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Boris Johnson takes his own ridiculous job test

Andrew Dickens
Andrew Dickens

Andrew Dickens is an award-winning writer on culture, society, politics, health and travel for major titles such as the Guardian, the Telegraph, the Independent, the Daily Mail and Empire.

Andrew Dickens is an award-winning writer on culture, society, politics, health and travel for major titles such as the Guardian, the Telegraph, the Independent, the Daily Mail and Empire.

Boris Johnson takes his own ridiculous job test
As the government’s new careers website is ridiculed online, in a darkened Downing Street study a baffled prime minister tries it out for himself. Surely it can’t be as bad as all that?

 It’s two o’clock in the morning and 10 Downing Street is shrouded in darkness. Only one window shows any sign of light. Here, the amber glow of a cheap desk lamp, left by Gordon Brown, illuminates 10 sausagey fingers as they tap at a keyboard, nervously manoeuvre a mouse and twist clumps of an already-ruffled blond thatch.

Boris Johnson, slumped in an office chair, collar loosened and white cotton shirt sleeves rolled just above his wrists, is staring at his government’s latest work of genius and wondering why, like so many of its previous great creations, the whole country can’t decide whether to laugh or cry at how implausibly bad it is.

It doesn’t make sense to Boris. Boris doesn’t fail. Boris is a winner. 

He quietly, slowly reads the big letters at the top of the page.

“Discover your skills and careers.”

I know my skills, he thinks to himself. Leader, visionary, disruptor, charmer, historian, Churchillian levels of being a bloody good chap, fluent in Latin, keen amateur whiff-whaff player. I know what my career is, too.

“I’m the ruddy Prime Minister!” he says, thumping the desk loudly enough to startle himself. He tenses, hoping he hasn’t woken Carrie and whatever the latest sprog is called.

Still, he wants to see what all the fuss is about. Ever since Rishi told people who’d lost their jobs during the Covid crisis to consider a career change – bloody Rishi – people have been going on the National Careers Service website and filling in a questionnaire to see what other jobs they might be good at. Unfortunately, the results have been a tad, well, unhelpful.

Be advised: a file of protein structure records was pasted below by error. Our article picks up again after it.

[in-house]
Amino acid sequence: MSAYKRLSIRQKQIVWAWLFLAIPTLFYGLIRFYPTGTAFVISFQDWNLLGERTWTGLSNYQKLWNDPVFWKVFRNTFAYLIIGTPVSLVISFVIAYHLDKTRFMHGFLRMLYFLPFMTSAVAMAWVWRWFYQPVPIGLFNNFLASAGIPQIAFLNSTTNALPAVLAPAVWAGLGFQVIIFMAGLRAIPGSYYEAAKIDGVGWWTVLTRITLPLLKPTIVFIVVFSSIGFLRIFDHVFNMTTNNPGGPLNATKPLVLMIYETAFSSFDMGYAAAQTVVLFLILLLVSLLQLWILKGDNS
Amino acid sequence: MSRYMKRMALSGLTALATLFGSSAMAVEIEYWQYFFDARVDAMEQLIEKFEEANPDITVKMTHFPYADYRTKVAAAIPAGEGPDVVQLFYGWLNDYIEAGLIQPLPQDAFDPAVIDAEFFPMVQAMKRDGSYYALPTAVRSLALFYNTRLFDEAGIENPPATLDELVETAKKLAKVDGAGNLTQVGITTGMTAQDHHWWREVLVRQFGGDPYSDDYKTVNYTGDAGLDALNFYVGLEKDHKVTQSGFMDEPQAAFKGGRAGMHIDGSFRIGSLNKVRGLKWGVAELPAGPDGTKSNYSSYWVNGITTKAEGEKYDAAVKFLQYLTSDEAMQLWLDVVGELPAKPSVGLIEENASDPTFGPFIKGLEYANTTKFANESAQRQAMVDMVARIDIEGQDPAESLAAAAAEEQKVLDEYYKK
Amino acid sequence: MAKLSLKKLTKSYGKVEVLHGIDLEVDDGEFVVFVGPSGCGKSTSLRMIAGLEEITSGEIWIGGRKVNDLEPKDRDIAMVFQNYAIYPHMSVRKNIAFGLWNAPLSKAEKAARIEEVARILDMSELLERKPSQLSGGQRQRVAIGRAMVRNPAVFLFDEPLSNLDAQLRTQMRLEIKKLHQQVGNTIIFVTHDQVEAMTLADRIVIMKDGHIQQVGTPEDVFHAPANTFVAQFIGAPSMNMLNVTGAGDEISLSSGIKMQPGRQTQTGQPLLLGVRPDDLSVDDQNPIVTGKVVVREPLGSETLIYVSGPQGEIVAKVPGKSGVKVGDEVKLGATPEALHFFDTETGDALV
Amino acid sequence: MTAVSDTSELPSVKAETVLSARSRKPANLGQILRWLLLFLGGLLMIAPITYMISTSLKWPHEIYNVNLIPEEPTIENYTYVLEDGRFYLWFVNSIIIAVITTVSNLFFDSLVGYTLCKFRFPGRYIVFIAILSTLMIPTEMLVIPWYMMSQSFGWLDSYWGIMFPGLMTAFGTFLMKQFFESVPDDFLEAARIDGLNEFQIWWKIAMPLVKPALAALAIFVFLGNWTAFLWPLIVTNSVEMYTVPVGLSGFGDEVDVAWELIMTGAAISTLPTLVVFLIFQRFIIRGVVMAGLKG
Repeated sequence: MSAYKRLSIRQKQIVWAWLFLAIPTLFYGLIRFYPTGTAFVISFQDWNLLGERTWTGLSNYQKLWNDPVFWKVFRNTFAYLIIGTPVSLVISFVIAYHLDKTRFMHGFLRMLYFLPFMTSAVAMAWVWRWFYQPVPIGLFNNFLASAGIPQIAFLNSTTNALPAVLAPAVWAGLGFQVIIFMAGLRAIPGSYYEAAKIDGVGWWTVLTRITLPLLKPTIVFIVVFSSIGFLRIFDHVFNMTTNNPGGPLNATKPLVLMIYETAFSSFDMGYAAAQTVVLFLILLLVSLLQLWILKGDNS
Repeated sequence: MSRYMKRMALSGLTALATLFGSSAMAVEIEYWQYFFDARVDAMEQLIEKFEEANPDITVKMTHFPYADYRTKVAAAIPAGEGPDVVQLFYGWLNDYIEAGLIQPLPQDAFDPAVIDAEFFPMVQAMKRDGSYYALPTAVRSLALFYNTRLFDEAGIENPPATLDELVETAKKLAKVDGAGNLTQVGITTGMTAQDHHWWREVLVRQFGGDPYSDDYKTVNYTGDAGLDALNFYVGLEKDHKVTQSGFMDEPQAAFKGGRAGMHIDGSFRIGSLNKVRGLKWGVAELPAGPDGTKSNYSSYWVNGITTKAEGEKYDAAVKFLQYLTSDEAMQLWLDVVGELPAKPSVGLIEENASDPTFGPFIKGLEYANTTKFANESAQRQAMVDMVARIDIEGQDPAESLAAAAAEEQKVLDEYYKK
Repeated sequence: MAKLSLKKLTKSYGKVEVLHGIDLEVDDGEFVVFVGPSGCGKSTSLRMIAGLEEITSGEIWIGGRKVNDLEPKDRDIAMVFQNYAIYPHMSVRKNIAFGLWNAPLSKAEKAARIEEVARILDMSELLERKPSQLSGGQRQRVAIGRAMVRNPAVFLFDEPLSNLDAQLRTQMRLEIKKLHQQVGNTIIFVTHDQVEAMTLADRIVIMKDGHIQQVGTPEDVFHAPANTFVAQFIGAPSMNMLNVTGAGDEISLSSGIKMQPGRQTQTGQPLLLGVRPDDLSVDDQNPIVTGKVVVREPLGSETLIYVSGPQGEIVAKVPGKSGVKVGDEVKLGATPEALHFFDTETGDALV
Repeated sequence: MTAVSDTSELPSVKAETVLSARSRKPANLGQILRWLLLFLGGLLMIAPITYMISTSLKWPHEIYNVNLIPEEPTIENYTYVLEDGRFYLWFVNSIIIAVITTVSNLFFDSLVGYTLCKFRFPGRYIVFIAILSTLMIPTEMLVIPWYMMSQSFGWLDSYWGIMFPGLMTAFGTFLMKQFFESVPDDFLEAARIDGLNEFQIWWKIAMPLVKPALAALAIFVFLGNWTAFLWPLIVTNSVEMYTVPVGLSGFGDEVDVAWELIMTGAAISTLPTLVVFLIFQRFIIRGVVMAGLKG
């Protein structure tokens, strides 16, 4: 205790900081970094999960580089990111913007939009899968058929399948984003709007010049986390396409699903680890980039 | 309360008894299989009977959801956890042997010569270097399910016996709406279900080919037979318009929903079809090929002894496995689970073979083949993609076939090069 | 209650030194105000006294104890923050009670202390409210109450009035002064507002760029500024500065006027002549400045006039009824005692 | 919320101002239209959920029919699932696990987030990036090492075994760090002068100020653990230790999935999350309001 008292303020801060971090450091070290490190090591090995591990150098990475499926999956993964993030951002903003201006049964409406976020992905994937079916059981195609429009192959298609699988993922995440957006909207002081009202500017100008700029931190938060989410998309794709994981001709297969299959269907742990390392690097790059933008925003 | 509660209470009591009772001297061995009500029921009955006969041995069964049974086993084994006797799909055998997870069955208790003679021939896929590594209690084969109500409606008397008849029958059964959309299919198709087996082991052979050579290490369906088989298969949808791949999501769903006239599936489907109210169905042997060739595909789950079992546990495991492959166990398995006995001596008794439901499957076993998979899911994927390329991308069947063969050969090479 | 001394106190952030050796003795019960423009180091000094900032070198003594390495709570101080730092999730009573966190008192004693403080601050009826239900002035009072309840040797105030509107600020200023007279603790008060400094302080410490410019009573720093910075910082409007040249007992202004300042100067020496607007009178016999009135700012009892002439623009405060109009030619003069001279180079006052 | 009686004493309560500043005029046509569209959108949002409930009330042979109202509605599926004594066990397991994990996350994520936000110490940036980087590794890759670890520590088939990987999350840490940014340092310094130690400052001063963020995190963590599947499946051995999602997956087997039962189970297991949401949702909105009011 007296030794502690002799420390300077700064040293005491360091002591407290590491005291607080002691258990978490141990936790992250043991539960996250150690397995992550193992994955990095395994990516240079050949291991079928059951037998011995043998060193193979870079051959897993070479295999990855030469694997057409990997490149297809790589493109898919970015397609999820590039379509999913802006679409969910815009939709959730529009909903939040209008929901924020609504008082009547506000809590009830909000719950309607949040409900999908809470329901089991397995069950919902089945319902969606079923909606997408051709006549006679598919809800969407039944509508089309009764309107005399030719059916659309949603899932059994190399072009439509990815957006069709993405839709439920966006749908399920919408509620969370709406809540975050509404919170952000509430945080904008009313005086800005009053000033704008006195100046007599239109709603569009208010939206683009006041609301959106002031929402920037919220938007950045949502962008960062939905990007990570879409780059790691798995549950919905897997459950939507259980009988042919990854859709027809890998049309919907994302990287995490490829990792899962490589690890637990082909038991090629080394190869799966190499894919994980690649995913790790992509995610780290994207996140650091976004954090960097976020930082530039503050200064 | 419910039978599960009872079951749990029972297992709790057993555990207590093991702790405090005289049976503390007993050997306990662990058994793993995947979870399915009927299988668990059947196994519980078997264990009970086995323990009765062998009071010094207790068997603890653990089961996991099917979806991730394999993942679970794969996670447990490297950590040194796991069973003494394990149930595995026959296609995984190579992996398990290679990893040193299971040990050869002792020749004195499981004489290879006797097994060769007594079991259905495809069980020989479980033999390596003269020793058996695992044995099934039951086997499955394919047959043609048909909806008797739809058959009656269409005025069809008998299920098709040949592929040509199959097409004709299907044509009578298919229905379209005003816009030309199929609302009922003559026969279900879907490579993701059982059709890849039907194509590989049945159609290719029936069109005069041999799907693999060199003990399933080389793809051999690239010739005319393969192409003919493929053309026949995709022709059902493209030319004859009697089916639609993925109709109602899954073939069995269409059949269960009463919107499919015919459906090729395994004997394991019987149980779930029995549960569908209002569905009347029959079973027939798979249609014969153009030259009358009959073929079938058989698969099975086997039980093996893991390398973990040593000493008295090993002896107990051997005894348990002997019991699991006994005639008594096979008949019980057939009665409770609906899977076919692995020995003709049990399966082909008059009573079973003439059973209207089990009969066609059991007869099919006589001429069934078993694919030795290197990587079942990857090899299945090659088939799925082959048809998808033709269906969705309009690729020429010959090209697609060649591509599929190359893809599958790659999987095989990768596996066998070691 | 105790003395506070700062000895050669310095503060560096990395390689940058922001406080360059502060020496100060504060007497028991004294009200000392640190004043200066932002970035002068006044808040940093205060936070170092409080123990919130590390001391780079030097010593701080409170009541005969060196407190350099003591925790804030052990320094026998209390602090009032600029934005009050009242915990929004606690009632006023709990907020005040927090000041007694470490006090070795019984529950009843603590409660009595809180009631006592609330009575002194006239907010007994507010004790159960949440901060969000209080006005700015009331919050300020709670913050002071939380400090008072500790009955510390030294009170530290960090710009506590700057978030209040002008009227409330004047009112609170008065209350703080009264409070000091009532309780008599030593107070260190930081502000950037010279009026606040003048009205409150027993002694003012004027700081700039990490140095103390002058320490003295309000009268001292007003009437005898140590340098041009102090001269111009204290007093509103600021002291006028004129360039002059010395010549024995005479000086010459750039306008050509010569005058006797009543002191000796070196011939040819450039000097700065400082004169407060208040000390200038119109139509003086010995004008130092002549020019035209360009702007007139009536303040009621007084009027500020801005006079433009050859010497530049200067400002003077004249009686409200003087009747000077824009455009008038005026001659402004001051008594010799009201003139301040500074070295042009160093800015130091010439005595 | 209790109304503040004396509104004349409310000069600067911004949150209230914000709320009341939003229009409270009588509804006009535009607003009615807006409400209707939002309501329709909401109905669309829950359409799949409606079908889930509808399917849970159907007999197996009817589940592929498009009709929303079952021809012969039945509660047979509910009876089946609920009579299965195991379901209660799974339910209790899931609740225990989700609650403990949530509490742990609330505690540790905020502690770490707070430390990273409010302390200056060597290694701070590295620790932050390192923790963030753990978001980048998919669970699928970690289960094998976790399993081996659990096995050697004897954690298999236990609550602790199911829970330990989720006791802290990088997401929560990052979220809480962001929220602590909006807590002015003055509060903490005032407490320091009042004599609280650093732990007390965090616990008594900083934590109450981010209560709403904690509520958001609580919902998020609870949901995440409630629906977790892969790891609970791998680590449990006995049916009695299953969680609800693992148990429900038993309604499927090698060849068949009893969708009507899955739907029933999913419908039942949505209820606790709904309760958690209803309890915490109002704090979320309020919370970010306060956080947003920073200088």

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There was the woman in her 50s who, it suggested, could retrain as a stunt double. It told a 57-year-old musician that he could be a ‘sports professional’, more specifically a ‘boxer’. It also recommended that a vast number of people could try a career in acting at a time when the performing arts are in the middle of an existential crisis.

Freak results, thinks Boris. Anomalies. These people mucked up the form, sabotaged it even. Probably state-educated or from the North. Or both. He loosens his collar by another button and rolls his sleeves up to his elbows. Tongue wandering around his top lip, he employs maximum concentration and clicks on ‘Start Assessment’.

“Ok, first statement,” he says. “‘I am comfortable telling people what they need to do’. That’s a ‘Strongly agree’. Born to do it. As soon as I could speak, I remember telling Nanny when she needed to wipe my bottom.”

Click.